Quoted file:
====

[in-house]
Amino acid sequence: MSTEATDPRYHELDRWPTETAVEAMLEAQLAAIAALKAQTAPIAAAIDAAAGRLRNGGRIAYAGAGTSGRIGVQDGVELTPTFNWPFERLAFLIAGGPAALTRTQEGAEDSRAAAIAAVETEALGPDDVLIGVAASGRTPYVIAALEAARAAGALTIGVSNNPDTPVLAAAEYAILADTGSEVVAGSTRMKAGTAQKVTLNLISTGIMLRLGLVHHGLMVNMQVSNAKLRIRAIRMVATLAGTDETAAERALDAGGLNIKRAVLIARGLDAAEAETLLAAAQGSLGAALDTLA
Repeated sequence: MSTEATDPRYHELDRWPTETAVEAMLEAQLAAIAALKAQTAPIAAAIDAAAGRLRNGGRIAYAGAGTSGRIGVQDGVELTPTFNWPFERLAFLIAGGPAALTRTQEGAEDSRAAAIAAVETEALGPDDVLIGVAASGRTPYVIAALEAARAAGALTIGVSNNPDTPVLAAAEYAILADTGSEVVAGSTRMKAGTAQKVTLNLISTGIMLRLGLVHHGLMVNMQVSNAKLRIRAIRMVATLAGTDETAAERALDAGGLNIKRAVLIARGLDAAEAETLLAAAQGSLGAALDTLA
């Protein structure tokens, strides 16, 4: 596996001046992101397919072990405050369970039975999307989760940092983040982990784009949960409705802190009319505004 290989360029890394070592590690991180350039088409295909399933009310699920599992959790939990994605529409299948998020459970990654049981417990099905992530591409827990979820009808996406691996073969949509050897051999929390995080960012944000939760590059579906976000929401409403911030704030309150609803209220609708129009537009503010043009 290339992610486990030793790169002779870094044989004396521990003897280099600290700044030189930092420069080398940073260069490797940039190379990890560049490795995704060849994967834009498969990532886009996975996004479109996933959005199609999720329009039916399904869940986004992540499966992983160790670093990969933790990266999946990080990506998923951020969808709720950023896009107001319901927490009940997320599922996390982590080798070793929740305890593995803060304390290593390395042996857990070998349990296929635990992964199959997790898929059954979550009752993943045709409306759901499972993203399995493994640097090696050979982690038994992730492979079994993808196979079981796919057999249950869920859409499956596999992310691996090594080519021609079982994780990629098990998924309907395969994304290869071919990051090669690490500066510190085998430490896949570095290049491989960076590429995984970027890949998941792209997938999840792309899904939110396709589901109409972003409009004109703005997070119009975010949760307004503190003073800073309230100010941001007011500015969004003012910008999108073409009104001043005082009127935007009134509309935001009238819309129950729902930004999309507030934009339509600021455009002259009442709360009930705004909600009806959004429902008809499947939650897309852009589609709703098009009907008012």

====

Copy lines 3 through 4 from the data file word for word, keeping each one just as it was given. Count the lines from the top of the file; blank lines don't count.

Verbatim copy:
Repeated sequence: MSTEATDPRYHELDRWPTETAVEAMLEAQLAAIAALKAQTAPIAAAIDAAAGRLRNGGRIAYAGAGTSGRIGVQDGVELTPTFNWPFERLAFLIAGGPAALTRTQEGAEDSRAAAIAAVETEALGPDDVLIGVAASGRTPYVIAALEAARAAGALTIGVSNNPDTPVLAAAEYAILADTGSEVVAGSTRMKAGTAQKVTLNLISTGIMLRLGLVHHGLMVNMQVSNAKLRIRAIRMVATLAGTDETAAERALDAGGLNIKRAVLIARGLDAAEAETLLAAAQGSLGAALDTLA
């Protein structure tokens, strides 16, 4: 596996001046992101397919072990405050369970039975999307989760940092983040982990784009949960409705802190009319505004 290989360029890394070592590690991180350039088409295909399933009310699920599992959790939990994605529409299948998020459970990654049981417990099905992530591409827990979820009808996406691996073969949509050897051999929390995080960012944000939760590059579906976000929401409403911030704030309150609803209220609708129009537009503010043009 290339992610486990030793790169002779870094044989004396521990003897280099600290700044030189930092420069080398940073260069490797940039190379990890560049490795995704060849994967834009498969990532886009996975996004479109996933959005199609999720329009039916399904869940986004992540499966992983160790670093990969933790990266999946990080990506998923951020969808709720950023896009107001319901927490009940997320599922996390982590080798070793929740305890593995803060304390290593390395042996857990070998349990296929635990992964199959997790898929059954979550009752993943045709409306759901499972993203399995493994640097090696050979982690038994992730492979079994993808196979079981796919057999249950869920859409499956596999992310691996090594080519021609079982994780990629098990998924309907395969994304290869071919990051090669690490500066510190085998430490896949570095290049491989960076590429995984970027890949998941792209997938999840792309899904939110396709589901109409972003409009004109703005997070119009975010949760307004503190003073800073309230100010941001007011500015969004003012910008999108073409009104001043005082009127935007009134509309935001009238819309129950729902930004999309507030934009339509600021455009002259009442709360009930705004909600009806959004429902008809499947939650897309852009589609709703098009009907008012």